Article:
Set Theory
A ∪ B = {x ∈ A or x ∈ B or both}
A ∩ B = {x ∈ A and x ∈ B}
A ⊕ B = (A  B) ∪ (B  A) = (A ∪ B)  (A ∩ B)
A  B = A ∩ Bᶜ = {x ∈ A and x ∉ B}
Demorgan’s laws:
(A ∪ B)ᶜ = Aᶜ ∩ Bᶜ
(A ∩ B)ᶜ = Aᶜ ∪ Bᶜ
Associativity:
A ∪ (B ∪ C) = (A ∪ B) ∪ C = A ∪ B ∪ C
Distributivity;
A ∪ (B ∩ C) = (A ∪ B) ∩ (A ∪ C)
A ∩ (B ∪ C) = (A ∩ B) ∪ (A ∩ C) 
Subsets
A ⊆ A ∪ B = B ∪ A
B ⊆ A ∪ B
If A ⊆ B, then A ∪ B = B
A ∩ B ⊆ A ⊆ A ∪ B
B ∩ A ⊆ B ⊆ A ∪ B 
Cartesian product:
A × B = { (a, b)  a ∈ A and b ∈ B }
an unordered set of sets of ordered pairs where a is in A, b is in B
if A = {1,2}, B = {2,3}, then A × B = {(1,2), (1,3), (2,2), (2,3)}
A × B ≠ B × A (unless A = B)
A ∩ (A × B) = ∅
A × B = A × B
Distribution:
A × (B ∪ C) = (A × B) ∪ (A × C)
A × (B ∩ C) = (A × B) ∩ (A × C) 
Order relation
Partial order If and only if all (Reflexivity, Transitivity, and Antisymmetry) hold
clear hasse diagram can be drawn
items for which the relation doesn’t hold will be drawn but not connected to the others in the diagram 
Total/Linear order:
Partial order holds
Totality: For any ( a, b ∈ A ), either ( (a, b) ∈ R ) or ( (b, a) ∈ R ).
In other words: For any two distinct elements a and b, either a is related to b (a ≤ b), or b is related to a (b ≤ a).
hasse diagram would be a straight line (all elements relate to one another in this set)


Universal Set
Universal Set = U:
for any finite set A
U = { x ∈ U  x ∉ A }
Aᶜ = U  A
(Aᶜ)ᶜ = A
Uᶜ = ∅
∅ᶜ = U 
Relations
ARB = (a,b) ∈ R
Identity: Ia = (a,a)
Ex: {(1,1),(2,2),(3,3), … }
Relation on set itself: R ⊆ A × A
ARA is another way to write it too.
Empty relation when R = ∅
implies that the relation R is empty, meaning it does not hold between any two pairs. It’s essentially a relation with no elements.
Complete relation when R = A × B
implies that the relation R contains all possible pairs that can be formed by taking one element from set A and one element from set B. It’s a relation where every element of A is related to every element of B.
Inverse relation is R⁻¹ = { (b, a)  (a, b) ∈ R }
R consists of all pairs in R but with their elements reversed. If (a,b) is in R, then (b,a) is in R⁻¹
Composition of relations:
R ∘ S = { (a, c)  ∃ b : (a, b) ∈ R and (b, c) ∈ S }
Set of pairs (a,c) such that exists an element b for which both (a,b) is in R and (b,c) is in S
R ∘ R = R2 is a relation composed with itself
(R ∘ S) ∘ T = R ∘ (S ∘ T) i.e it is associative (but not communitive)
Ia ∘ R = R 
Order relation terms
Minimal 
An element a is minimal if there is no b such that b precedes a. 
Elements with nothing less than them (no predecessors) 
Minimum 
An element a is a minimum if for all b, a precedes b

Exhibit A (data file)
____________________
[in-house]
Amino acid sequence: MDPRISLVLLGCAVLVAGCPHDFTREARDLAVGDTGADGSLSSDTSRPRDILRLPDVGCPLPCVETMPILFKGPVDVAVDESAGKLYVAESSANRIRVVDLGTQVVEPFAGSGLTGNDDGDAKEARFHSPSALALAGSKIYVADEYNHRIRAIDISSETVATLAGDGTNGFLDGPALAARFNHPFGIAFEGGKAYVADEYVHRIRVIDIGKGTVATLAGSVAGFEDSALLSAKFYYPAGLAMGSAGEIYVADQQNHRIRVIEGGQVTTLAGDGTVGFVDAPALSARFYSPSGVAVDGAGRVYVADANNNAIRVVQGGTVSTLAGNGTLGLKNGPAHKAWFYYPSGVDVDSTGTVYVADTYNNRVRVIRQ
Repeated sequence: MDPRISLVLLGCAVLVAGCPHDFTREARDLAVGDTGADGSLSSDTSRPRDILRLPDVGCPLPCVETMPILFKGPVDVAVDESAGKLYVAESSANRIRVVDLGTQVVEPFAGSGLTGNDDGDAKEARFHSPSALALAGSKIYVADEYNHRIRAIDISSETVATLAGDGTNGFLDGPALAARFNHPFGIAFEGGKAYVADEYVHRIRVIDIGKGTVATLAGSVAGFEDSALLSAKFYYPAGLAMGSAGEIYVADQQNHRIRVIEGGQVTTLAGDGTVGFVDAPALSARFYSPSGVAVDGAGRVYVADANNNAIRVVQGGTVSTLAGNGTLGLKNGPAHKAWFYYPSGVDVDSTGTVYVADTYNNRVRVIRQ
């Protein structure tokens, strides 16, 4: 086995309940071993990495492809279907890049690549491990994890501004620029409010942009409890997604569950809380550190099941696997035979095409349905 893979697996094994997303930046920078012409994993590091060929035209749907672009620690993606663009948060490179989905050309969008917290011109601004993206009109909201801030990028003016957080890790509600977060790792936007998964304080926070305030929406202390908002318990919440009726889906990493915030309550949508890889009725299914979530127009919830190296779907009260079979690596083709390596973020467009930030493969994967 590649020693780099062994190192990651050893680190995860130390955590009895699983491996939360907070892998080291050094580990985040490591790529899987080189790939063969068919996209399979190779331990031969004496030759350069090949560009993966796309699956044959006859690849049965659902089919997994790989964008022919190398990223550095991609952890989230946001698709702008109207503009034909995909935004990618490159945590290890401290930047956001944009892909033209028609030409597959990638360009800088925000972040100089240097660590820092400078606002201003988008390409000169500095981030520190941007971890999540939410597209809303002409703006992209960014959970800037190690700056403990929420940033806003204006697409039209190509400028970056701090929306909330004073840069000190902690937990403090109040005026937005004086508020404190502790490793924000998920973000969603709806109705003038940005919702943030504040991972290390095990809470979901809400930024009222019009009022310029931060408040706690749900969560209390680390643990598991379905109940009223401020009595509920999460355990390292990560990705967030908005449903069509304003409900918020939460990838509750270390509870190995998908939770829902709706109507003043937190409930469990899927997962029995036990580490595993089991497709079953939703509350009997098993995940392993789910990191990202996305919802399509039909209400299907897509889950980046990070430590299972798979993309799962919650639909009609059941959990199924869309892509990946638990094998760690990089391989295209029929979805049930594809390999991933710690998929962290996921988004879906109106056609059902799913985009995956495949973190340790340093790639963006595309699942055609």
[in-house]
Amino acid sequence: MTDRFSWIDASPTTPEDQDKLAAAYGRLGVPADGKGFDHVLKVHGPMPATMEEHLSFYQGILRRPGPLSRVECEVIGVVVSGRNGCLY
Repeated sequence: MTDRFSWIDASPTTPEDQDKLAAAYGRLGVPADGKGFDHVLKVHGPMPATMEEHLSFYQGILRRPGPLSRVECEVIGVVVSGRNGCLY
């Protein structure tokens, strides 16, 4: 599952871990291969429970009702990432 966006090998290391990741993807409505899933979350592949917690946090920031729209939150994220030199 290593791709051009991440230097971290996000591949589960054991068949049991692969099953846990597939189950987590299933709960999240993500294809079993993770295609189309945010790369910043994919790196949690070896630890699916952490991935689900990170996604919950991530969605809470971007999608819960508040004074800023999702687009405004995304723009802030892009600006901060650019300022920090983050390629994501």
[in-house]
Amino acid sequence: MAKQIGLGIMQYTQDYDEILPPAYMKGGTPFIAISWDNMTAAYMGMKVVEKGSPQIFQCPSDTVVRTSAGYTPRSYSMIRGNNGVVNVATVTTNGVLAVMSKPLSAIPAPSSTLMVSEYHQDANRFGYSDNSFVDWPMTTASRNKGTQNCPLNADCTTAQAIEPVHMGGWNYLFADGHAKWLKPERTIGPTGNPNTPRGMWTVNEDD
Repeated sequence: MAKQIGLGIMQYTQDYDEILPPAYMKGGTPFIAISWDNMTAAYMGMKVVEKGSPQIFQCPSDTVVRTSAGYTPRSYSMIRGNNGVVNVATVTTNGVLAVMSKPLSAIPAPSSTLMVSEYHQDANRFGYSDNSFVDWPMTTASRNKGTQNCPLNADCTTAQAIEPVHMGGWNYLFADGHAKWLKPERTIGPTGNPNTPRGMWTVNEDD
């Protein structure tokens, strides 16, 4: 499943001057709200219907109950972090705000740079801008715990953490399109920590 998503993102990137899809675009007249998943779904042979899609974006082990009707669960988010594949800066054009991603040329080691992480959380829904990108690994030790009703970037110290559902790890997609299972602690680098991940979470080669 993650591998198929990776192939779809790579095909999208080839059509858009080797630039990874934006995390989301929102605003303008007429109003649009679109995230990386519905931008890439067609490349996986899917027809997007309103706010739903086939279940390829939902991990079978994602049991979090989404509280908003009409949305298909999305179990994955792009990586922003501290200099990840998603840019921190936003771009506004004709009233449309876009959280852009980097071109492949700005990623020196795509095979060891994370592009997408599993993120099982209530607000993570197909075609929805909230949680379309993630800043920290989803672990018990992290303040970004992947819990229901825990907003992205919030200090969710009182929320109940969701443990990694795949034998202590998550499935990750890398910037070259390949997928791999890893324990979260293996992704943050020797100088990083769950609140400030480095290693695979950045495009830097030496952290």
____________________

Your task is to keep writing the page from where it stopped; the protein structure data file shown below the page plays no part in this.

Element that is less than everything else (either a set has 1 minimum or no minimum element) 
Maximal 
An element a is maximal if there is no b such that a precedes b 
follows from minimal (with greater than) 
Maximum 
An element a is a maximum if for all b, b precedes a 
follows from minimum (with greater than) 


Power sets
The power set of A is denoted as P(A) or 2A
A ∈ P(A), ∅ ∈ P(A)
If A = n, then P(A) = 2n
P(A) = 2A
If A = ∅, then P(A) = {∅}
If A = {1,2}, then P(A) = {∅, {1}, {2}, {1, 2}}
A < P(A) 
Power set proofs
P(A) ∩ P(B) = P(A ∩ B)
Forward Inclusion: Let 𝑋 be an arbitrary element in 𝑃(𝐴) ∩ 𝑃(𝐵). By definition of intersection, 𝑋 belongs to both 𝑃(𝐴) and 𝑃(𝐵). This implies 𝑋 is a subset of both 𝐴 and 𝐵. Consequently, 𝑋 is also a subset of their intersection, 𝐴 ∩ 𝐵. Thus, 𝑋 is an element of 𝑃(𝐴 ∩ 𝐵). Therefore, 𝑃(𝐴) ∩ 𝑃(𝐵) ⊆ 𝑃(𝐴 ∩ 𝐵).
Reverse Inclusion: Let 𝑌 be an arbitrary element in 𝑃(𝐴 ∩ 𝐵). By definition, 𝑌 is a subset of 𝐴 ∩ 𝐵, hence a subset of both 𝐴 and 𝐵. Consequently, 𝑌 belongs to both 𝑃(𝐴) and 𝑃(𝐵). Thus, 𝑌 is an element of 𝑃(𝐴) ∩ 𝑃(𝐵). Therefore, 𝑃(𝐴 ∩ 𝐵) ⊆ 𝑃(𝐴) ∩ 𝑃(𝐵).
Conclusion: Combining both directions of inclusion, we’ve demonstrated that 𝑃(𝐴) ∩ 𝑃(𝐵) ⊆ 𝑃(𝐴 ∩ 𝐵) and 𝑃(𝐴 ∩ 𝐵) ⊆ 𝑃(𝐴) ∩ 𝑃(𝐵), implying 𝑃(𝐴) ∩ 𝑃(𝐵) = 𝑃(𝐴 ∩ 𝐵). Thus, the equality holds. 
P(A) ∪ P(B) ≠ P(A ∪ B)
Example of why these aren’t equal:
A = {1}, B = {2}, A ∪ B = {1,2} => P(A ∪ B) = {∅, {1}, {2}, {1,2}}
P(A) = {∅, {1}}, P(B) = {∅, {2}} => P(A) ∪ P(B) = {∅, {1}, {2}}
More combinatorics
number of ways to place k balls in n boxes.
P = permutation
C = combination
Order matters = sequence of choices
Order doesn’t matter = if we picked ball 1 then ball 2… it would be equivalent to picking ball 2 then ball 1
With replacement = same item can be picked several times
Without replacement= each item is chosen at most, 1 time
Case 1
K times out of n objects
Number of functions from A to B
A = K, B = n
if A has 3 elements, and B has 5… we would get 5^3 total functions that can be defined
Case 2
K unique balls in n small boxes (can only fit 1 item in each box)
number of one to one functions from A to B
Case 3
K identical balls in n small boxes
Binomial coefficients
Case 4
Bars and stars
K identical balls in n numbered boxes (but each box can hold >= 0 balls) 

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